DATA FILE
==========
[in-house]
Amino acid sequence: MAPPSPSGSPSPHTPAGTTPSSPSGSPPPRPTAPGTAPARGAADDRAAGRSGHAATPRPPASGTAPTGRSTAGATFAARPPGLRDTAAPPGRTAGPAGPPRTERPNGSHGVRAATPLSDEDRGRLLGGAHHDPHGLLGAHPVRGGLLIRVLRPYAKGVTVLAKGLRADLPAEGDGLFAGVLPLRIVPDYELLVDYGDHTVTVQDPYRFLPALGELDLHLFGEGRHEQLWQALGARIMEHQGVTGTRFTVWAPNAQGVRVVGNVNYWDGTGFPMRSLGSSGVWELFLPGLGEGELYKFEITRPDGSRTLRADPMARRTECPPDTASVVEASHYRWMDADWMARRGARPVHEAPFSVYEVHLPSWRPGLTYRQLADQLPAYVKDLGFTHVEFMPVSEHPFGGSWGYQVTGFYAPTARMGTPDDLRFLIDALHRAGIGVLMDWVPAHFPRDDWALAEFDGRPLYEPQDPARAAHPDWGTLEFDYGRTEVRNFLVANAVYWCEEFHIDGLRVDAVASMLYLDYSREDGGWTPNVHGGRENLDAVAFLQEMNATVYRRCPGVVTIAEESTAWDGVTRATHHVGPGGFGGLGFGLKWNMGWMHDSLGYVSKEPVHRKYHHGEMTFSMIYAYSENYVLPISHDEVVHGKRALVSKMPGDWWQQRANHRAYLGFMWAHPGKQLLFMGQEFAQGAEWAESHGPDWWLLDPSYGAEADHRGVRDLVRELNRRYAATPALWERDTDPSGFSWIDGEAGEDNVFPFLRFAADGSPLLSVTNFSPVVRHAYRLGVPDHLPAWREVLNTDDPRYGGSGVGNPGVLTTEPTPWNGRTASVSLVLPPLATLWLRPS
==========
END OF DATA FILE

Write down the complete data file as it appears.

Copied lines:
[in-house]
Amino acid sequence: MAPPSPSGSPSPHTPAGTTPSSPSGSPPPRPTAPGTAPARGAADDRAAGRSGHAATPRPPASGTAPTGRSTAGATFAARPPGLRDTAAPPGRTAGPAGPPRTERPNGSHGVRAATPLSDEDRGRLLGGAHHDPHGLLGAHPVRGGLLIRVLRPYAKGVTVLAKGLRADLPAEGDGLFAGVLPLRIVPDYELLVDYGDHTVTVQDPYRFLPALGELDLHLFGEGRHEQLWQALGARIMEHQGVTGTRFTVWAPNAQGVRVVGNVNYWDGTGFPMRSLGSSGVWELFLPGLGEGELYKFEITRPDGSRTLRADPMARRTECPPDTASVVEASHYRWMDADWMARRGARPVHEAPFSVYEVHLPSWRPGLTYRQLADQLPAYVKDLGFTHVEFMPVSEHPFGGSWGYQVTGFYAPTARMGTPDDLRFLIDALHRAGIGVLMDWVPAHFPRDDWALAEFDGRPLYEPQDPARAAHPDWGTLEFDYGRTEVRNFLVANAVYWCEEFHIDGLRVDAVASMLYLDYSREDGGWTPNVHGGRENLDAVAFLQEMNATVYRRCPGVVTIAEESTAWDGVTRATHHVGPGGFGGLGFGLKWNMGWMHDSLGYVSKEPVHRKYHHGEMTFSMIYAYSENYVLPISHDEVVHGKRALVSKMPGDWWQQRANHRAYLGFMWAHPGKQLLFMGQEFAQGAEWAESHGPDWWLLDPSYGAEADHRGVRDLVRELNRRYAATPALWERDTDPSGFSWIDGEAGEDNVFPFLRFAADGSPLLSVTNFSPVVRHAYRLGVPDHLPAWREVLNTDDPRYGGSGVGNPGVLTTEPTPWNGRTASVSLVLPPLATLWLRPS